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'Greek' offers buddy film, road pic, rock 'n' roll vibes

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“Get Him to the Greek”
Directed by: Nicholas Stoller
Starring: Russell Brand, Jonah Hill, Rose Byrne, Colm Meany, Sean Combs, Elisabeth Moss
Rated: R

Judd Apatow is a modern comedic auteur.

First coming to the fore with TV specials involving Jim Carrey, Roseanne and Tom Arnold, through “The Ben Stiller Show” and “Freaks and Geeks,” to classic modern comedy films “The 40 Year Old Virgin,” “Superbad” and “Pineapple Express,” Apatow has written, directed and produced an impressive body of work. He also has a fine group of actors he uses on a regular basis.

Apatow's latest work “Get Him to the Greek” finds him in the producer's role, and the film is among the best of his career.

In a previous Apatow production, “Forgetting Sarah Marshall,” we met the ostentatious, self-absorbed, English rock star Aldous Snow. He was clean and sober, after a history of alcohol and drug abuse. He still was completely captivated with himself, but as played by Russell Brand, he was somehow quite endearing. And for anyone who knows anything about rock 'n' roll superstars, Aldous was entirely believable.

Writer and director Nicholas Stoller, who directed “Forgetting Sarah Marshall,” wisely figured that the character of Aldous Snow, and the charm - even if smarmy - of Russell Brand playing him, was worthy of his own film.

What he came up with is a decidedly R-rated comedy (sex and drugs and rock and roll...) that also manages to be quite touching at times.

“Get Him to the Greek” is a textbook “buddy picture” and “road film” that brings to mind the Peter O'Toole vehicle “My Favorite Year.” It's obvious that Stoller studied that 1982 Richard Benjamin-directed classic and did his homework well.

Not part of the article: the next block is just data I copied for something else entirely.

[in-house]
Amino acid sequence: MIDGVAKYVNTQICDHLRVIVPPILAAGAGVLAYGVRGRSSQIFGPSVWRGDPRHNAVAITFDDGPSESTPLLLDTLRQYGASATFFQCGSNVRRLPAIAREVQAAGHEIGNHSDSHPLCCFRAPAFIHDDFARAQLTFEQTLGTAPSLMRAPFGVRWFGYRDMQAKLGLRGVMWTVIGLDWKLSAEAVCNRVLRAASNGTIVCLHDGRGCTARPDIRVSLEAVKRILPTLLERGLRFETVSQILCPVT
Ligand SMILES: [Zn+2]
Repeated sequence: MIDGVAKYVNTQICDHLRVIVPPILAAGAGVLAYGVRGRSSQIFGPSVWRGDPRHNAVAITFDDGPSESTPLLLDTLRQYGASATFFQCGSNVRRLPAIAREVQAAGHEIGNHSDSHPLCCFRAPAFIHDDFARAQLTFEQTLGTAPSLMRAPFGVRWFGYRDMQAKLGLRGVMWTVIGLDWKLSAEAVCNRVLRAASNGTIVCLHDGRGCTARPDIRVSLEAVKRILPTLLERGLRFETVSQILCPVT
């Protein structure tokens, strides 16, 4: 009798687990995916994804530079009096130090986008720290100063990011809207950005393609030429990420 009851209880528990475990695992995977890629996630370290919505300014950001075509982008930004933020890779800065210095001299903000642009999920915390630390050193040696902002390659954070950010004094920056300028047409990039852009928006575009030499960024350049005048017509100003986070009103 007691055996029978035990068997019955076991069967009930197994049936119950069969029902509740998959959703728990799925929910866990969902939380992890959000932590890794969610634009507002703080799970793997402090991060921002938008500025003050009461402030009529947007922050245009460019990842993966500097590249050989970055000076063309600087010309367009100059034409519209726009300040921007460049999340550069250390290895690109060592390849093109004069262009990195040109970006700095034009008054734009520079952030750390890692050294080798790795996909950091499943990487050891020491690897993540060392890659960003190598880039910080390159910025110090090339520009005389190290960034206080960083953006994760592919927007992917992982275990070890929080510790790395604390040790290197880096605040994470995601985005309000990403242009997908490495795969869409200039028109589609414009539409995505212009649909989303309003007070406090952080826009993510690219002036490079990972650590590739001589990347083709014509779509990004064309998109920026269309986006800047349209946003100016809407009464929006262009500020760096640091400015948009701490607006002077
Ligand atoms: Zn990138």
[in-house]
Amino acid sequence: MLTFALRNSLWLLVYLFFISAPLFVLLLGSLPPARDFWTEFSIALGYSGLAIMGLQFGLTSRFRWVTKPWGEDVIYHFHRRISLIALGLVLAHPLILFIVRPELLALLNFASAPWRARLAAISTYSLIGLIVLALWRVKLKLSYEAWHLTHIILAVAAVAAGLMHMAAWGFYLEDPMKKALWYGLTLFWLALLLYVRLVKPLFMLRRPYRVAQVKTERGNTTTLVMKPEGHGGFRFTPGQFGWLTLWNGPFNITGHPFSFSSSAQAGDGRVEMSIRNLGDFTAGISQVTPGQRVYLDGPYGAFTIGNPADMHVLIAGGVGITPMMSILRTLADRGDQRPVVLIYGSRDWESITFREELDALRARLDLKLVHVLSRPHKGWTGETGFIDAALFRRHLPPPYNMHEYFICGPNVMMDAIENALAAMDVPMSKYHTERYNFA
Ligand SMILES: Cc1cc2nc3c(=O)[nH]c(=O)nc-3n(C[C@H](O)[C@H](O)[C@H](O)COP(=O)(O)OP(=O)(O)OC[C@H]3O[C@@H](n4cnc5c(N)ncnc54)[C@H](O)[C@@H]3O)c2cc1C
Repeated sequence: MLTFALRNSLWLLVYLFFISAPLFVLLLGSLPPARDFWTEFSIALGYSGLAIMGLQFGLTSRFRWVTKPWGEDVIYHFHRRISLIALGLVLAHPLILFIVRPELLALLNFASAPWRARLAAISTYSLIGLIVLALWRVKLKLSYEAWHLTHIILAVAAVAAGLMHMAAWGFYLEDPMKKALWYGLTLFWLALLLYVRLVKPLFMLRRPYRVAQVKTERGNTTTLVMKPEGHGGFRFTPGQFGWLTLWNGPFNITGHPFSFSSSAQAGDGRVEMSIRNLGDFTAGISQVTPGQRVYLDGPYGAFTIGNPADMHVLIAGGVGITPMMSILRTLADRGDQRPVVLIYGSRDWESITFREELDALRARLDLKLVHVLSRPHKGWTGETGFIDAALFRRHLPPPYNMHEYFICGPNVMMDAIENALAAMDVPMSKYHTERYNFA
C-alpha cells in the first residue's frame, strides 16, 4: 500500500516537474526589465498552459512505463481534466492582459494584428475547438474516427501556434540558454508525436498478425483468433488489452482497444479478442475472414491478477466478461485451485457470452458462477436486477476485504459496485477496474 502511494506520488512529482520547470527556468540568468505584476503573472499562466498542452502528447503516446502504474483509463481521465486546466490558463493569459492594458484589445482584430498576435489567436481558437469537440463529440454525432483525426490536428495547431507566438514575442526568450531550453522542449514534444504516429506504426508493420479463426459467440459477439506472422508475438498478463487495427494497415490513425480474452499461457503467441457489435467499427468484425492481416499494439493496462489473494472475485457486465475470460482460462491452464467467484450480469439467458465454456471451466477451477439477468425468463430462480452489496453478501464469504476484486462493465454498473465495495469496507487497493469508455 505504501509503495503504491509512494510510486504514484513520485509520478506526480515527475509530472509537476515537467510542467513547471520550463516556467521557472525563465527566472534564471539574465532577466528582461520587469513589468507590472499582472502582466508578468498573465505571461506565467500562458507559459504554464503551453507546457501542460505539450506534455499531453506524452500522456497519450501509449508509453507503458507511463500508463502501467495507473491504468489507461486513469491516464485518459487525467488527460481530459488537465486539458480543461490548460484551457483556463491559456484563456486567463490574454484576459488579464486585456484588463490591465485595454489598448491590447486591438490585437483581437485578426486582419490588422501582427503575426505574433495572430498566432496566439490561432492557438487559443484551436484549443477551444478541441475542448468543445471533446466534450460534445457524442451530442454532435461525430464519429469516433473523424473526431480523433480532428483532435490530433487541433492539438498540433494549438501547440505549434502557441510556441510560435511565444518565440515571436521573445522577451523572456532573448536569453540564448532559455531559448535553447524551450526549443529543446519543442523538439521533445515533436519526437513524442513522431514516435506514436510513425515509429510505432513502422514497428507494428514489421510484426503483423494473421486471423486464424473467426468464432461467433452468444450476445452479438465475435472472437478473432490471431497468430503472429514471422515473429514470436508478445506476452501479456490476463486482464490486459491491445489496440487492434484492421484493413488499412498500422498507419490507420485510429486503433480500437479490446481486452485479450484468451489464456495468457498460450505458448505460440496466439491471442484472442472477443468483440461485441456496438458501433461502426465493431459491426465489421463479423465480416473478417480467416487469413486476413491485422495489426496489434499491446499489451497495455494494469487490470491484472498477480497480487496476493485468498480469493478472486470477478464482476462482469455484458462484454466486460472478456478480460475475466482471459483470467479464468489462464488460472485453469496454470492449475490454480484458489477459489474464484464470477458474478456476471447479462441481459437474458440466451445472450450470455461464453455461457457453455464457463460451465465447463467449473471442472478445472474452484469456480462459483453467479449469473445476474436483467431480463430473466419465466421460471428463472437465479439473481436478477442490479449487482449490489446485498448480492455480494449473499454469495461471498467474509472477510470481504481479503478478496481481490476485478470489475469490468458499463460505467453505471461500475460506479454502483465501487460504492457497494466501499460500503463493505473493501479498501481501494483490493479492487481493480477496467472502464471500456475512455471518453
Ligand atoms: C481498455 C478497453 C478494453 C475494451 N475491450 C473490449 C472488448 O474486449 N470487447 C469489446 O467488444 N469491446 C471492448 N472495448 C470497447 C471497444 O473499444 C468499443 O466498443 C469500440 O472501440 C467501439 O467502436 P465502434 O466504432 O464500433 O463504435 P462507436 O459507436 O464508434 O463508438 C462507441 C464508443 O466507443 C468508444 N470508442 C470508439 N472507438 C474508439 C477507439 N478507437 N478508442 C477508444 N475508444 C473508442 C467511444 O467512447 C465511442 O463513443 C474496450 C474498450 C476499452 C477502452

Jonah Hill, the portly and affable member of Apatow's stable who starred in “Knocked Up” and “Superbad,” plays Aaron Green, the young, low on the totem pole record company employee who works for the megalomaniacal Sergio Roma. Roma is played by Sean “P. Diddy” Combs, a guy who knows a thing or two about megalomania.

Roma assigns Green to go to London, get the now off-the-wagon Snow, get him to “The Today Show” in New York City and then get him to The Greek Theatre for sound check and a gig. This scenario is straight out of “My Favorite Year,” but in a different setting.

Aaron is desperately trying to keep Snow straight, but rock stars have their ways and the singer scores some heroin. His method of smuggling it is hilarious to the audience but quite uncomfortable for Aaron - a literal “pain in the rear.”

Snow can't help himself. He's been a pampered rock star since he was a teen. And Green is a huge fan, a decent guy and somewhat of the nerd character we're used to seeing Jonah Hill play. But their relationship develops and becomes very sweet.

Other relationships are between Aldous and his love/muse, female rock star Jackie Q (Rose Byrne), and Aaron and Daphne (Elisabeth Moss), a young doctor. Both of those subplots add a lot of romance to this comedy.

There are elements of “This Is Spinal Tap” at play here as well. Aldous' music is as bloated and pompous as anything The Tap did. He honestly tells journalists he can see himself as “The White African Jesus.” He also says he has no idea what his duties would be, but he thinks he'd be good at the job.

As self-centered as he is, it's hard not to like Aldous Snow. Russell Brand plays him perfectly. Jonah Hill as the woebegone and under-appreciated record company flunky who is as sweet as Snow is egotistical makes for a perfect companion.

As in most Apatow films, the humor and plot can get a bit coarse at times. But if you're a fan of rock 'n' roll and found the humor (and truth) in “This Is Spinal Tap,” there's a good chance you'll like this film.

Despite the rather slow third act, I found myself not only appreciating the juvenile humor  but liking the tender moments - and, of course, the sex and drugs and rock 'n' roll. I grew up with rock 'n' roll and, as did the film “Almost Famous,” “Get Him to the Greek” has a ring of truth to it.[[In-content Ad]]


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